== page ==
Editor’s Note: February 27 through March 3 is Texas Public Schools Week, and we are celebrating by sharing personal stories throughout HISD on how public education is helping students succeed. Tweet at us @HoustonISD and share how public education is positive force for you or your student, using the hashtag #PowerofPublic.
William Santos will graduate with the first class of Energy Institute High this spring, and he may do so with the prototype for a product that could one day be in your home.
His engineering teacher challenged the class to tackle an unsolved problem in the world, and William thought about how power outages affect homes and businesses in Houston. By using magnets and a turbine to harness the kinetic energy generated by air passing through every building’s air-conditioning unit, he thought, he could store energy for later use.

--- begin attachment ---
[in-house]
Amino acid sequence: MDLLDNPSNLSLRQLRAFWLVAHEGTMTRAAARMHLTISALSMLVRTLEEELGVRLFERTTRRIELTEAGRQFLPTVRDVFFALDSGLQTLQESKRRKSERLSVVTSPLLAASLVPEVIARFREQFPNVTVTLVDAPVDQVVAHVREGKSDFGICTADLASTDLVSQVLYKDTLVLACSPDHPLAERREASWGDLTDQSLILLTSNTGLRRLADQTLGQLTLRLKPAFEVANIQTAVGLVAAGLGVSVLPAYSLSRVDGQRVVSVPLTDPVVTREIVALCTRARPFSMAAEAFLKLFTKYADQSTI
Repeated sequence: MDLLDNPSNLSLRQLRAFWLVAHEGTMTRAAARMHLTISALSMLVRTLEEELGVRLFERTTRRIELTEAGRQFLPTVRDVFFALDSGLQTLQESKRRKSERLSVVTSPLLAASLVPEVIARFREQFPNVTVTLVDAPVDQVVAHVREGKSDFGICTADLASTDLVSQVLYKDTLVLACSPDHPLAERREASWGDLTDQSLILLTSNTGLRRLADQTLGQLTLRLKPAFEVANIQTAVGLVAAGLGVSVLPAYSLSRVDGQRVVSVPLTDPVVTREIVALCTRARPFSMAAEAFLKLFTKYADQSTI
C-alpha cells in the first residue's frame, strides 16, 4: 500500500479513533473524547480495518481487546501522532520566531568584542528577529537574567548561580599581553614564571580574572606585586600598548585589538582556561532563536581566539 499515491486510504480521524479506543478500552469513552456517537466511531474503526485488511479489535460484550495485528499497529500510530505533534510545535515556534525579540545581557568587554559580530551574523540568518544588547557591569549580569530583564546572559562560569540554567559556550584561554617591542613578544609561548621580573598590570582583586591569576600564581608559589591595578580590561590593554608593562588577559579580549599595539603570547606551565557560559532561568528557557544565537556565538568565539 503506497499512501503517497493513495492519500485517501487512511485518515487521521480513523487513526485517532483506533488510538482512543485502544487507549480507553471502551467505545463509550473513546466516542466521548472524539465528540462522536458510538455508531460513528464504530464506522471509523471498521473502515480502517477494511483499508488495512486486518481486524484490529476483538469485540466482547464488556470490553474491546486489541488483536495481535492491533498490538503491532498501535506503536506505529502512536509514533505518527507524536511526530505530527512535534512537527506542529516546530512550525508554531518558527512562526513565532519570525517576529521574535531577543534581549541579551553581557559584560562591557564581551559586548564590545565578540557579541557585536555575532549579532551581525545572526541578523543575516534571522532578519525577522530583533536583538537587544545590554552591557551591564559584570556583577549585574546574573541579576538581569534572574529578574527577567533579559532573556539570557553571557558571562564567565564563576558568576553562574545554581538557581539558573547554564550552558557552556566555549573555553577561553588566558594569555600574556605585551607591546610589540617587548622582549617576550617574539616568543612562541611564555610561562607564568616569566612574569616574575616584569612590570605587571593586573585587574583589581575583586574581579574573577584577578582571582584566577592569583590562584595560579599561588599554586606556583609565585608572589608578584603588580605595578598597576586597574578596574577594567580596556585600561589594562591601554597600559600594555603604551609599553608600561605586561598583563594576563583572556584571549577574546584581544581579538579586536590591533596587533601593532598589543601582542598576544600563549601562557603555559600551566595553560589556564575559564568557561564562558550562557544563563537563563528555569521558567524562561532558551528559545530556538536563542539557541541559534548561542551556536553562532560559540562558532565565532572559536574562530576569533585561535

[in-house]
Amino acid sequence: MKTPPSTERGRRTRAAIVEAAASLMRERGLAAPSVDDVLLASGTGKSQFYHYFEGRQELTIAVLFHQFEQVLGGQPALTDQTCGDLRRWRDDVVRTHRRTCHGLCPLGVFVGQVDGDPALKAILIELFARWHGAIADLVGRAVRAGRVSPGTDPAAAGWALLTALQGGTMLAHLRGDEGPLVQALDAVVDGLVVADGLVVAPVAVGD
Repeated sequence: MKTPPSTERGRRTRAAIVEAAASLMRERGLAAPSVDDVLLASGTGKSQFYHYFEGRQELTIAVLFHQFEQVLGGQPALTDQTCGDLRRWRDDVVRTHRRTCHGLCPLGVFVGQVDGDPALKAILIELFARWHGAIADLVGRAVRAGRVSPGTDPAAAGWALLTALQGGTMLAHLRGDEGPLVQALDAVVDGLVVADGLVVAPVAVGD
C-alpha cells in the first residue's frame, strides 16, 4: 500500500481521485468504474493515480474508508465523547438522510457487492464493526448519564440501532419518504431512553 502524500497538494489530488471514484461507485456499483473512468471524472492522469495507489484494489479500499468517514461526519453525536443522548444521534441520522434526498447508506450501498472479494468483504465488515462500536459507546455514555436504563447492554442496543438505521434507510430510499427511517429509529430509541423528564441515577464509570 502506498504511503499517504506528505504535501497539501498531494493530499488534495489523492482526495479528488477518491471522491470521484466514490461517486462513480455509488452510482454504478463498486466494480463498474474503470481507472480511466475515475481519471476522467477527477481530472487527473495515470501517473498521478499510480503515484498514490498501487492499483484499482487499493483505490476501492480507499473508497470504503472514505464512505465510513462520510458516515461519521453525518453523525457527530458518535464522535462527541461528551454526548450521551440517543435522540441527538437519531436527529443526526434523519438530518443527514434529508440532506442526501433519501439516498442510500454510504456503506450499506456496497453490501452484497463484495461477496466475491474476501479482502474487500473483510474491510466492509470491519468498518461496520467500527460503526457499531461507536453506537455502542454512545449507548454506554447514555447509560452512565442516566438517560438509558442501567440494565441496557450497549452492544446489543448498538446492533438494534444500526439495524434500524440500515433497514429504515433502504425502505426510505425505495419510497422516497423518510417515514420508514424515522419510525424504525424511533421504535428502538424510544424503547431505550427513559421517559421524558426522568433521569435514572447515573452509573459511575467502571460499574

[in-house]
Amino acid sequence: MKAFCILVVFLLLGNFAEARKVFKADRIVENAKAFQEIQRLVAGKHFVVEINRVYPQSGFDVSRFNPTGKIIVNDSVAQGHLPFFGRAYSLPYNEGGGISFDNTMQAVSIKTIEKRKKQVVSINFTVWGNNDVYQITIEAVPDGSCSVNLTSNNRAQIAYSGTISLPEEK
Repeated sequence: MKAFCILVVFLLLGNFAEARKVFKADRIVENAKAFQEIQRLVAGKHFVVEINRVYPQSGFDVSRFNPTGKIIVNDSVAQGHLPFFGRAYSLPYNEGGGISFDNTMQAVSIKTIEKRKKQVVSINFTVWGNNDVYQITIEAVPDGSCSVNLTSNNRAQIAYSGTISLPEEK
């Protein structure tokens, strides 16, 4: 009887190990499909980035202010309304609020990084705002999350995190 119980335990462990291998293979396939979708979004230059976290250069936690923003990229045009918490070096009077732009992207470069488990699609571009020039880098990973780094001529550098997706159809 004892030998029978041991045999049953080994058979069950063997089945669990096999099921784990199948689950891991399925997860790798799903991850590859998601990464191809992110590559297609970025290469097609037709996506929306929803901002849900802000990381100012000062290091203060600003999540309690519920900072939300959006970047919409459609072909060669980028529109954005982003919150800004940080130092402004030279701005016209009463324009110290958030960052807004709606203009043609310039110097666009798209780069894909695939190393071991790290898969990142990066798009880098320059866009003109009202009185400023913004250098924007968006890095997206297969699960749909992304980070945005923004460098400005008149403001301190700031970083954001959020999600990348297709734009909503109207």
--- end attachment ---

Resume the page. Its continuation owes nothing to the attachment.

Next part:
It’s the type of project that makes Energy Institute at the forefront of innovative teaching, and it’s why students like William chose the school.
“They are very intuitive projects, not basic reports, but more hands-on. You have to use your creativity,” said William. “They make you think as well about how much you can really put into the project aside from just doing some baseline work. How much further can you go?”
It’s the same kind of thinking instilled in him by his biggest influence in life, his father, who values problem-solving and made sure William and his siblings knew how to fix a car if it breaks down.
“He’s very hardworking,” said William. “He is strict on what work you do, how it’s done. He doesn’t take any slacking.”
William wants to pursue mechanical engineering at University of Houston, Texas State University, or University of Texas at Austin.
“Mechanical engineering goes beyond what simple things people would make, to what people want to solve in the real world.”
Like dealing with power outages.